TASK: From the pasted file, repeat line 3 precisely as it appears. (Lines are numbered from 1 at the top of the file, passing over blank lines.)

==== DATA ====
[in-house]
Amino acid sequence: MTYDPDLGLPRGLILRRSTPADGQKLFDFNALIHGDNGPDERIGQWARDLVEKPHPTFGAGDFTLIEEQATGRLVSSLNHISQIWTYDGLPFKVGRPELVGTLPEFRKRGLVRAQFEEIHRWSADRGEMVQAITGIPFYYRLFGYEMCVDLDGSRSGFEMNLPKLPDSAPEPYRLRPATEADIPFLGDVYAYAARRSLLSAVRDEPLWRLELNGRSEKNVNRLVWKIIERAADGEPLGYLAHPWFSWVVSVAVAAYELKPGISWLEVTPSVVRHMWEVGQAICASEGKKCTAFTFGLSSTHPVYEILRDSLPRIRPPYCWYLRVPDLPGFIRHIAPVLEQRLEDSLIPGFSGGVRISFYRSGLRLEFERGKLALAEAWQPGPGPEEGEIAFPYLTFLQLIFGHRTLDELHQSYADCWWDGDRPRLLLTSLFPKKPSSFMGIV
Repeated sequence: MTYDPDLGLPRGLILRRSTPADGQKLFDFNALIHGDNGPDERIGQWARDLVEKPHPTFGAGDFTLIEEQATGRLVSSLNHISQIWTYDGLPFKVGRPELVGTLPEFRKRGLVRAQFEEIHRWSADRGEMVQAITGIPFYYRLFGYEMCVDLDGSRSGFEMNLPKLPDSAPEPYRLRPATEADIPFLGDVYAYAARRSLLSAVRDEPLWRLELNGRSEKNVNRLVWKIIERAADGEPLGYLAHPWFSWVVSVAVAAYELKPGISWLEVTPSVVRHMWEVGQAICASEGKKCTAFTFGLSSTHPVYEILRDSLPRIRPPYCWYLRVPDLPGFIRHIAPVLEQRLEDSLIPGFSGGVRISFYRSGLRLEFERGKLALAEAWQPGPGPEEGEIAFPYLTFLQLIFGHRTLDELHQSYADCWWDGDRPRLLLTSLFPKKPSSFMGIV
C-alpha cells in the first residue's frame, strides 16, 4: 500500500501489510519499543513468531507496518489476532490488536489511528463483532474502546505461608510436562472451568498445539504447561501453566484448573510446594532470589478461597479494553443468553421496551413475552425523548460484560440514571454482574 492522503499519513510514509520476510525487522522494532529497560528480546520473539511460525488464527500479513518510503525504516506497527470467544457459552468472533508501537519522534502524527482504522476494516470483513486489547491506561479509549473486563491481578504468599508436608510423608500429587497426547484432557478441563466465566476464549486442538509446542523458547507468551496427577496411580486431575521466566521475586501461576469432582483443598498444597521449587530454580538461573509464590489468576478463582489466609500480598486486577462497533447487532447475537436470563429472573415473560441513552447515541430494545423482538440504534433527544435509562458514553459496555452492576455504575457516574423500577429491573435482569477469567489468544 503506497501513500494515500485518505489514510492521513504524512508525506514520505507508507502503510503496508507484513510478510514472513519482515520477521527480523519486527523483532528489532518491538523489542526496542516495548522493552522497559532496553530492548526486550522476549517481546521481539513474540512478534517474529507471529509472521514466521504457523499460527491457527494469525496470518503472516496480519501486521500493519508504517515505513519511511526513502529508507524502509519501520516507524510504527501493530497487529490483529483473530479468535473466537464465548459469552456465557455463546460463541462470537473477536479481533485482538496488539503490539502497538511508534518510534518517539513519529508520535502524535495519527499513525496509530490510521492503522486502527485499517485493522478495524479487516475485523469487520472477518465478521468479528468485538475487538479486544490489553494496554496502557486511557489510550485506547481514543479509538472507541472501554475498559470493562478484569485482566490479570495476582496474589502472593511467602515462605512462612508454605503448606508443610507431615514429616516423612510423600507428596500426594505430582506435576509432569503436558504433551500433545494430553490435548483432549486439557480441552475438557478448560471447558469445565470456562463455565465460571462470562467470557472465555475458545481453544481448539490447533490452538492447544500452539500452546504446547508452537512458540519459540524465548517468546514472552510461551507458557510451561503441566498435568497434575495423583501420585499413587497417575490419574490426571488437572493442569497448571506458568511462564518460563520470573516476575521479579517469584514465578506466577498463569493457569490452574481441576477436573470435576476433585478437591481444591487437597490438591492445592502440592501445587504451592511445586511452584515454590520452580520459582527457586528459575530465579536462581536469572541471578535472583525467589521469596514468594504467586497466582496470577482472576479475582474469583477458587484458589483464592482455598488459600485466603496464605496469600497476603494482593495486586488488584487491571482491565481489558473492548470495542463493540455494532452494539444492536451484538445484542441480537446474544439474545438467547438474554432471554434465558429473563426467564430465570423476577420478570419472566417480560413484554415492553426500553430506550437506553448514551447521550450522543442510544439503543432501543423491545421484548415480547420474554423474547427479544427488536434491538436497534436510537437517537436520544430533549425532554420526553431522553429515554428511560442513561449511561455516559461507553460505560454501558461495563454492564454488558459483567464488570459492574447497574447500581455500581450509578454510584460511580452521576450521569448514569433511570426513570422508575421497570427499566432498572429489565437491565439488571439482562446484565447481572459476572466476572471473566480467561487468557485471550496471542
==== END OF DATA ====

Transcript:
Repeated sequence: MTYDPDLGLPRGLILRRSTPADGQKLFDFNALIHGDNGPDERIGQWARDLVEKPHPTFGAGDFTLIEEQATGRLVSSLNHISQIWTYDGLPFKVGRPELVGTLPEFRKRGLVRAQFEEIHRWSADRGEMVQAITGIPFYYRLFGYEMCVDLDGSRSGFEMNLPKLPDSAPEPYRLRPATEADIPFLGDVYAYAARRSLLSAVRDEPLWRLELNGRSEKNVNRLVWKIIERAADGEPLGYLAHPWFSWVVSVAVAAYELKPGISWLEVTPSVVRHMWEVGQAICASEGKKCTAFTFGLSSTHPVYEILRDSLPRIRPPYCWYLRVPDLPGFIRHIAPVLEQRLEDSLIPGFSGGVRISFYRSGLRLEFERGKLALAEAWQPGPGPEEGEIAFPYLTFLQLIFGHRTLDELHQSYADCWWDGDRPRLLLTSLFPKKPSSFMGIV